Unfortunately for me, this book, like many others before it, fell into the abyss of my interests and my wont to pick up just about anything that grabs...moreUnfortunately for me, this book, like many others before it, fell into the abyss of my interests and my wont to pick up just about anything that grabs my attention at the library. I meant to get through it more quickly but didn't and now find I have nothing (haha) coherent to say about it.
I will give it another go when I don't have quite so much biology to read...and poetry...and Hitchens...and...and...(less)
This was eminently enjoyable. It read like it would easily be adapted to the screen. Vividly described. Rather it has the quality of igniting the mind...moreThis was eminently enjoyable. It read like it would easily be adapted to the screen. Vividly described. Rather it has the quality of igniting the mind to imagine vividly. I will read more of deWitt as I come to it.(less)
I put this book down thinking how well read Hitchens was, how well travelled and connected to so many cultures he was. "Who better to have written a b...moreI put this book down thinking how well read Hitchens was, how well travelled and connected to so many cultures he was. "Who better to have written a book which examines the effects of religion on culture," was a recurring thought I had as I read.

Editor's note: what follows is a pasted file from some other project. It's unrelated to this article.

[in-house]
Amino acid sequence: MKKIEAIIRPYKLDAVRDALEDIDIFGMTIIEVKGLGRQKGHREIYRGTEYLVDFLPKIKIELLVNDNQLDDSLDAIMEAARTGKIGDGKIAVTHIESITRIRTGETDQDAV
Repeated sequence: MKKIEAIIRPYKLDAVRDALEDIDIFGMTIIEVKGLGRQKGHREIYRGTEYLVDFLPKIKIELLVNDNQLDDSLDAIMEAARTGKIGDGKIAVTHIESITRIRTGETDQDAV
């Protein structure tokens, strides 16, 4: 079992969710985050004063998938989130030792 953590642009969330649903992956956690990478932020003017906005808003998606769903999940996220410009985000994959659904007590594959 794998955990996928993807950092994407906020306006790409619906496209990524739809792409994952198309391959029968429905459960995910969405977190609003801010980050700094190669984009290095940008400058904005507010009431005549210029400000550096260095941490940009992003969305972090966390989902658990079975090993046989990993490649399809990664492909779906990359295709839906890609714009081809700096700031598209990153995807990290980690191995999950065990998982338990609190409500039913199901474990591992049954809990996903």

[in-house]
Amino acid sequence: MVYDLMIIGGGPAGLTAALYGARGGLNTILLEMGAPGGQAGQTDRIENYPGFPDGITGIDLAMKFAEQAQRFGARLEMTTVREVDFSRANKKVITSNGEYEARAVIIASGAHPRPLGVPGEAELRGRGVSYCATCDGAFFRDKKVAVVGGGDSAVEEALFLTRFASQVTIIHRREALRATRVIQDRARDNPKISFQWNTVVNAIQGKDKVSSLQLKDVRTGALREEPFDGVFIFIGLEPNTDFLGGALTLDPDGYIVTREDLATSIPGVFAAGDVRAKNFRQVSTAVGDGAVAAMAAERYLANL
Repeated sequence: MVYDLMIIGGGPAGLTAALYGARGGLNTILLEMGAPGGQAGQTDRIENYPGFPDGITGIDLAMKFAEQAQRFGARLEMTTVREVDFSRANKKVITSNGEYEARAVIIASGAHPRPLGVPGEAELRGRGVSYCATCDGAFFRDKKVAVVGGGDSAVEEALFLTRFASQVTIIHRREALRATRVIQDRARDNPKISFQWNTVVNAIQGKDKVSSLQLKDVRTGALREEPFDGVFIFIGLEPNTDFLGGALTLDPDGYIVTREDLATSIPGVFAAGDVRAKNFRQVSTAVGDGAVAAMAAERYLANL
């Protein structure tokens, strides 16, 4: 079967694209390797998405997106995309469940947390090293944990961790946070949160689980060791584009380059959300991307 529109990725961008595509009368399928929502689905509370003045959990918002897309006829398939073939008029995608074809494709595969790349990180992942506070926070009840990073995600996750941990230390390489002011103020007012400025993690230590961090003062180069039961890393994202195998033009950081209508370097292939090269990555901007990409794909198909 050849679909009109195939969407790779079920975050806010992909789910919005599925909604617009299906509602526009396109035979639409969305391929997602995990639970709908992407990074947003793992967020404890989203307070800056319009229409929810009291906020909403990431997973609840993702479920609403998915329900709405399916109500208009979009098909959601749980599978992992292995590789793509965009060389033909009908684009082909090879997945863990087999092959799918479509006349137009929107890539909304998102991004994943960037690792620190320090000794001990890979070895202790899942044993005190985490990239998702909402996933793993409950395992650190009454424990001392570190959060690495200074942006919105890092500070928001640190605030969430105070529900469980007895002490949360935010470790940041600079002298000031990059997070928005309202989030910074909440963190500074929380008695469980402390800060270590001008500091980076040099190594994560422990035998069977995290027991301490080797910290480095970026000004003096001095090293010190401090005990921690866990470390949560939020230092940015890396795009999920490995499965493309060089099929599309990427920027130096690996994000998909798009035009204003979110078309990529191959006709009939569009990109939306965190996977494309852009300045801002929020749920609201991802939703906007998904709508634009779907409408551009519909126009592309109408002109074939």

I am not nearly as well read as Hitchens was. For me to critique this work would border on the ridiculous. My task, as I see it, will be to compile a list of books from his references and slowly conduct a sort of protracted fact check to see for myself the source arguments he used to back up his claims. This task is made very difficult by the number of impossible to verify personal experiences from which Hitchens seems to have drawn a great deal of his conclusions. I suppose I can only take those at face value.
For the greater part reading this was, if you'll pardon the mangling of a metaphor, like being in the choir listening to the preacher. I was in no way a believer when I picked up this book, and do not necessarily feel as though I have greater 'strength of conviction' having finished it. It read less like an essay aiming to convince believers to abandon their religions and more like a very eloquent and reflective essay explaining 'Why I am an atheist'. But perhaps I read it this way because I am not a believer.
What stood out for me as the cleverest chapter was sixteen: Hitchens' "case" against secularism. Upon finishing it I had the rather dull thought that no case against secularism was made at all. It was much later that I realised his intent and that the commonly referred to "scare quotes" around "case" were actually magical, meaning reversal quotes. His comparison of countries governed by their religion (e.g. Iran) to those which have secular governments (e.g. North Korea) demonstrated so many shared qualities as to render false the definition of being secular.
In all I found this book to be refreshing in its focus on real world examples of the effects of religion on countries and cultures, the use of arguments from philosophy and literature, with only mild references to science. The prose, too, was a pleasure to read. I look forward to reading more of Hitchens' work, and join many others in lamenting his early death. (less)